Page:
|JMS has Superman lecture some poor sod in issue #701|
To be fair I don't think JMS' issues are as bad as they've been made out to be. There were some cool moments and I still believe JMS' initial idea of Superman walking across the U.S.A to reconnect with humanity was an interesting one. However ultimately his issues had a self righteous and didactic tone that seemed to alienate just about everyone who read them. Chris Roberson's issues on the other hand couldn't be more different. Roberson is sticking only very loosely to JMS' original concept. Superman is still walking across America, however rather than have him reconnect with ordinary people, Roberson is taking this opportunity to reconnect Superman with his super-hero buddies. The result has been a bunch of issues that are low on big action and plot advancement but full of some wonderful character interaction and a lot of fun.
Just like JMS, Roberson has continued to show Superman behaving out of character. For example in #707, Roberson's first issue, Superman forbids Lois from exposing a polluting power plant in order to ensure the financial stability of a small community. Under JMS' pen, Superman's weird behaviour seemed to be the result of a writer bludgeoning the reader over the head with preachiness. Under Roberson however we've had quite a few hints as to the reasons for Superman's behaviour, with the possibilities ranging from magical influence to simply the trauma of having recently witnessed the destruction of New Krypton.
But that's not the fun part. Roberson has also had Superman meet up with the new Wonder Woman, the Flash and Batman, and each of these heroes have consoled Superman in their own unique and touching manner. Wonder Woman reminded Superman what an inspiration he is to other heroes while Flash helped Superman move towards regaining some of his moral certainty. Batman helped Superman to acknowledge that he's grieving and offered him a helping hand during this difficult time. As Superman has been reminded who he is and what he means to the world, so have we.
|Superman#710 by Eddy Barrows|
Judging by the warmth that comes from these lovely character moments I wouldn't be surprised if Roberson is enjoying the opportunity to explore these characters and their connection to Superman. He also seems to be enjoying the opportunity to reference old plot points, characters and story lines. In the past four issues we've had references to stories as diverse as Grant Morrison's DC: One Million and Chuck Dixon's Superman: The Odyssey. We've also seen references to Iron Munro, a character from Young All-Stars who, like Superman owes much of his existence to Phillip Wylie's 1930 novel Gladiator. We've had a cameo from a brand new Super-Chief and even seen Lex Luthor's "terrible" theft of forty cakes from DC's 1978 Super-Dictionary made canon! It's certainly possible to argue that all these references are self indulgent, but I would argue that it's possible to justify every single one of them as part of the process of reminding Superman, and us, of what he stands for. For example, the appearance of Grant Morrison's Super-Squad is not just a tip of the hat to DC: One Million, but also serves as a demonstration to a Superman plagued with doubt of his importance and potential.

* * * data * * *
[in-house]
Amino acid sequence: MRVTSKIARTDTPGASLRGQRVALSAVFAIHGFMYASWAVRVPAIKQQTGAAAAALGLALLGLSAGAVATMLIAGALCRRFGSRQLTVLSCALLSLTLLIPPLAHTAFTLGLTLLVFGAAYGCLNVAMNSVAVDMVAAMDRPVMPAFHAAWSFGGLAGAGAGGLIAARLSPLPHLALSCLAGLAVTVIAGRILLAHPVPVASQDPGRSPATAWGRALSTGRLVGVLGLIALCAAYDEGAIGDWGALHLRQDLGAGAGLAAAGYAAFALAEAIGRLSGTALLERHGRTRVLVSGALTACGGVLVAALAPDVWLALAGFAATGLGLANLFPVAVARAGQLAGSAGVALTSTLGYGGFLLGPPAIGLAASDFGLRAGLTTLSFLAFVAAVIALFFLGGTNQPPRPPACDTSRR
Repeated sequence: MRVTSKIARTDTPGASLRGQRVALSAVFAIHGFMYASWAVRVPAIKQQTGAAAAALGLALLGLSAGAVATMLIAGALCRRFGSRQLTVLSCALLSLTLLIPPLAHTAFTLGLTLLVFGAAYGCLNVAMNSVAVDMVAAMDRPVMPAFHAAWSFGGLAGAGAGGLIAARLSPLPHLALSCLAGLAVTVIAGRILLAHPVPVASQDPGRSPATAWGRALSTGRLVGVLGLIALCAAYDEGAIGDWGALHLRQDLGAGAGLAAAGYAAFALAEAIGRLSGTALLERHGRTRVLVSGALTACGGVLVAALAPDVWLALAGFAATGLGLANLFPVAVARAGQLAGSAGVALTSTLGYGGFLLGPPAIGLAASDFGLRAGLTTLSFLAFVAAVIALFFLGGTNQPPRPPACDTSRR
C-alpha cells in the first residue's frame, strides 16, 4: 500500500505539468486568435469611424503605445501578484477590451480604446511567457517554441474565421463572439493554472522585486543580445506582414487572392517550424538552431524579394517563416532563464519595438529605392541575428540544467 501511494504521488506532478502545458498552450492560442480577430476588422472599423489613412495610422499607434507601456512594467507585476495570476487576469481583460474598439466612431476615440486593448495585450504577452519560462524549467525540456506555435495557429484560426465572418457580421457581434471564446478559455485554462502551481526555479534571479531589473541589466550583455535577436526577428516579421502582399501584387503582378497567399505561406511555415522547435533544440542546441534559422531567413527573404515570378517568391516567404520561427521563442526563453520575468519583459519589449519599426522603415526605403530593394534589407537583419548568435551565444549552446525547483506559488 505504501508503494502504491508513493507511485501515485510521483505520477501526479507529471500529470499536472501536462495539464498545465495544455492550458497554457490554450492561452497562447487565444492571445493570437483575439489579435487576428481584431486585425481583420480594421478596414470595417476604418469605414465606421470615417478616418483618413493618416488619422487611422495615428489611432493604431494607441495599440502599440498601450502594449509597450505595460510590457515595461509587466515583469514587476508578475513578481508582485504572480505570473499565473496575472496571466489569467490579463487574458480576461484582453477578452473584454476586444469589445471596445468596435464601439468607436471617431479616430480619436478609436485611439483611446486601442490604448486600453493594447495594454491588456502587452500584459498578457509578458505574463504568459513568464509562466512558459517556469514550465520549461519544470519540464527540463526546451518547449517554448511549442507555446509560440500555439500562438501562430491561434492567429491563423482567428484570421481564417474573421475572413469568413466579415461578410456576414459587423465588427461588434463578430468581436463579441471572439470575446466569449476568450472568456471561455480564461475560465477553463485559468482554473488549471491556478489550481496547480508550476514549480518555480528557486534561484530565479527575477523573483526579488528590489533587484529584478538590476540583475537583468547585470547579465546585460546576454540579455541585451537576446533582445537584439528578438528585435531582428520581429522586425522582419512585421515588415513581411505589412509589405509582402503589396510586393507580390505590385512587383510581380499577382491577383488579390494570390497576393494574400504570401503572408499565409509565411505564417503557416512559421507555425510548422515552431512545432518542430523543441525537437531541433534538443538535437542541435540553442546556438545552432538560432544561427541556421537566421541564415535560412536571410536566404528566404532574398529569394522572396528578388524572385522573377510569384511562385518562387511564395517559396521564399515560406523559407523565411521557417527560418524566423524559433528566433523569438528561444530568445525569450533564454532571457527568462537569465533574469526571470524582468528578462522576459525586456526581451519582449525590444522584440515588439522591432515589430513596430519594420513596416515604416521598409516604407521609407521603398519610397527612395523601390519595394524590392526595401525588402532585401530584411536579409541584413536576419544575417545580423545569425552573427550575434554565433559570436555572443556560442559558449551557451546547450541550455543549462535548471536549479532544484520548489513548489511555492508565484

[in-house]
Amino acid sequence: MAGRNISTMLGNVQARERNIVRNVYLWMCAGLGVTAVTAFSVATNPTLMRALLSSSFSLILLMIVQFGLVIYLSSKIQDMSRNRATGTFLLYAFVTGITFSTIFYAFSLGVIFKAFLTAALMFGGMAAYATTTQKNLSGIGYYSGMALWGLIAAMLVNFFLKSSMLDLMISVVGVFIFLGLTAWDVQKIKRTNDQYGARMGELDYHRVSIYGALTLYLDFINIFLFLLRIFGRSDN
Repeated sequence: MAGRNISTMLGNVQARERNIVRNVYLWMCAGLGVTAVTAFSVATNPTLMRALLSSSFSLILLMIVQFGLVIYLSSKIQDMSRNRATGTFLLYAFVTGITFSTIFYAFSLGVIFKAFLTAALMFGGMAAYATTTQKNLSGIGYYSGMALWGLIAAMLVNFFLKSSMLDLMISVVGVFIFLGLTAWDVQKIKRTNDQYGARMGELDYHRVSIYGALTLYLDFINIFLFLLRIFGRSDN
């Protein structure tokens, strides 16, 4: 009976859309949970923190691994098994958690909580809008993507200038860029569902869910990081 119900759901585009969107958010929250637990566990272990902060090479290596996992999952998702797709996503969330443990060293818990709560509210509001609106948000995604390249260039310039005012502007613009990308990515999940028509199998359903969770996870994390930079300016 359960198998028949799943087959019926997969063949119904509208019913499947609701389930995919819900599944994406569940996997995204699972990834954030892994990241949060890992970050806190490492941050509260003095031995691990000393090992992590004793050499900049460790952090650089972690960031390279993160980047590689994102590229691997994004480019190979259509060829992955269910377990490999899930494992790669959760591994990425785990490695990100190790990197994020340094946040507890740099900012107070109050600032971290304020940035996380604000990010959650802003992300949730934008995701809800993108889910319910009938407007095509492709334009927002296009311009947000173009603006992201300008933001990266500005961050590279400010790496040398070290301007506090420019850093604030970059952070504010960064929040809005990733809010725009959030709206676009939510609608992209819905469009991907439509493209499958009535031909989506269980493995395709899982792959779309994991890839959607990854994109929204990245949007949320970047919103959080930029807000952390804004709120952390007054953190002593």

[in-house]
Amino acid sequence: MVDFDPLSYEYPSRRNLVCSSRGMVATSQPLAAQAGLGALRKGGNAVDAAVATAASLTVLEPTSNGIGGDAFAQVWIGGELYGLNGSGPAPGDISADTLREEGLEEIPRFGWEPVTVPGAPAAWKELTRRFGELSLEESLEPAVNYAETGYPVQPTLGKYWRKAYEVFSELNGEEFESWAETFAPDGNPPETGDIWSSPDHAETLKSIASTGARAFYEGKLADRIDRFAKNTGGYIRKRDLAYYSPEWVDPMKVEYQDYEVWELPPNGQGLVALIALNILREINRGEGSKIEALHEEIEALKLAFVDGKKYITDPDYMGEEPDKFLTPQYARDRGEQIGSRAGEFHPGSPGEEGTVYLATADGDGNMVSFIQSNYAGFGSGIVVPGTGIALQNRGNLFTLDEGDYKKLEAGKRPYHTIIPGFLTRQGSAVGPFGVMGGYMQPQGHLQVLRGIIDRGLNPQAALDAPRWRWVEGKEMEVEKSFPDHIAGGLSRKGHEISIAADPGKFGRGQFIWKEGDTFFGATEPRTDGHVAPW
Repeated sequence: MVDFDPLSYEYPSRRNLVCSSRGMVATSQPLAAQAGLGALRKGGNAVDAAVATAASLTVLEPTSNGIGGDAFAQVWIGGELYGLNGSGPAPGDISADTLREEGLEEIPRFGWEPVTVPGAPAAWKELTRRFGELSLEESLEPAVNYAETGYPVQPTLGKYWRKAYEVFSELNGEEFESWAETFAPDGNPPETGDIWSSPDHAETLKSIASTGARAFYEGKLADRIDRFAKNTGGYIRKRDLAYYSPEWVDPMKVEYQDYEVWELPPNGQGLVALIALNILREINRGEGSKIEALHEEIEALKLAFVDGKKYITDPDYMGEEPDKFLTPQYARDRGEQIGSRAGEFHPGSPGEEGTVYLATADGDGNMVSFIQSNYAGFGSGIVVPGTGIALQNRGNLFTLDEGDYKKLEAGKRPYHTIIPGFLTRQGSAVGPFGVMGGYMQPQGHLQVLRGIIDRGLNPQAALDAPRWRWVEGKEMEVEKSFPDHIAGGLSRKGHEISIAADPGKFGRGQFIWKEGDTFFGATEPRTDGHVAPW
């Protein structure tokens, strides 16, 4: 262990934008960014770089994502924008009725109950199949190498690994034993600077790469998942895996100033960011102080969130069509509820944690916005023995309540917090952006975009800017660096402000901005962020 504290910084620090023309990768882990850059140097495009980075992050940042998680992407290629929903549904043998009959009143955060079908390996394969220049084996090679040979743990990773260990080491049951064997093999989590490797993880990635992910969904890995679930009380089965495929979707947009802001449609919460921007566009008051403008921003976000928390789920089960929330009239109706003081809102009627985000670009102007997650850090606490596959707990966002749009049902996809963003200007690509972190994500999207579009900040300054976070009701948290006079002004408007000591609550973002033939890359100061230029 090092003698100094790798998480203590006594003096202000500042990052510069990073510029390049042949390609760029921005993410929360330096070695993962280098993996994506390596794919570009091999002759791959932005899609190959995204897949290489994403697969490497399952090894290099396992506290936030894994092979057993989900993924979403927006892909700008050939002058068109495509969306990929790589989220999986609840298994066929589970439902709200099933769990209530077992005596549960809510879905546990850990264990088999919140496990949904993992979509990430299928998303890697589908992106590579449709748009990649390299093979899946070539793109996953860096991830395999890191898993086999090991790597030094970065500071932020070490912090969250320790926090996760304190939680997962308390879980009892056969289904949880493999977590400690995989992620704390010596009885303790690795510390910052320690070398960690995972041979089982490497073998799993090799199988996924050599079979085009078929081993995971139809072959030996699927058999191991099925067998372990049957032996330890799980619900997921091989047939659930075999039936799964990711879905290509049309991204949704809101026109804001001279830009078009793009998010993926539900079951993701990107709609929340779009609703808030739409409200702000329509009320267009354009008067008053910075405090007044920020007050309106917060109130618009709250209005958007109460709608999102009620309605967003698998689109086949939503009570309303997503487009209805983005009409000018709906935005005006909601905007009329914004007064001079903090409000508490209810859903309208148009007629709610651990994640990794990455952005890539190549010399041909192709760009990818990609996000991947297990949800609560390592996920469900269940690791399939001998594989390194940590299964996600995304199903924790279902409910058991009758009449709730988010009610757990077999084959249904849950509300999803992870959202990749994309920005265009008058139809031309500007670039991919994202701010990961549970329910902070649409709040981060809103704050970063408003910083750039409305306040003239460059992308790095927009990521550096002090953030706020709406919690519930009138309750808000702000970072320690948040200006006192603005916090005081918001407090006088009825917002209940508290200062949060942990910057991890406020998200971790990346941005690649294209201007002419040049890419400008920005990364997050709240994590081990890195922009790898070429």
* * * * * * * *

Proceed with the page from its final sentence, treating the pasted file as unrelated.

|Luthor stealing cakes in Superman #709 and the Super-Dictionary.|
These references also serve to demonstrate how much fun Roberson is having playing in the Super-toybox and how much love he clearly has for Superman comics. And this, I think is the key difference between his approach and the approach of JMS. JMS is obviously a man who is very passionate about Superman as an icon and an ideal and an inspiration. Check out this article by him to see what I mean. But Roberson has demonstrated with only four issues that he doesn't just love the idea of Superman, he loves the comics. He loves the whole package, not just the icon but the continuity, the quirkiness, the contradictions and the characters from over seventy years of stories. His fanboy love is dripping off every page and it's presented in such a joyful, celebratory, unapologetic manner that it's impossible to view it as self-indulgent, and very easy to get swept up in it. Just check out #709 for a perfect example of what I mean. Flash has a Kryptonian headband stuck on his head that's driving him insane with it's constant barrage of Kryptonian history. Flash manages to attract Superman's attention and gain his help by dressing everyone up, including Superman, in ancient Kryptonian clothes at super-speed. It's the kind of goofy yet fun scenario you might expect from an old issue of DC Comics Presents or even a really old 1960s issue of Superman. And yet Roberson uses this slightly absurd scenario as a springboard for a touching heart to heart between Flash and Superman on the subject of morality.
|Superman#709 by Eddy Barrows|
JMS set out to bring Superman back to his roots by reconnecting him with the people of America. In this sense Roberson's run has so far been a failure. Since Roberson began his run the people of America have barely featured at all. However Roberson has succeeded in so many other ways. He's reconnected Superman with his fellow heroes but most importantly he's reconnected Superman with the reader by tearing down the barrier of smug didactism erected by JMS and making Superman fun again! I can only hope that Roberson is allowed to stay on the title and we get a chance to see what happens when neither Superman or Roberson are Grounded and both can demonstrate their full potential.
(Follow this link for my complete take on JMS' Grounded.)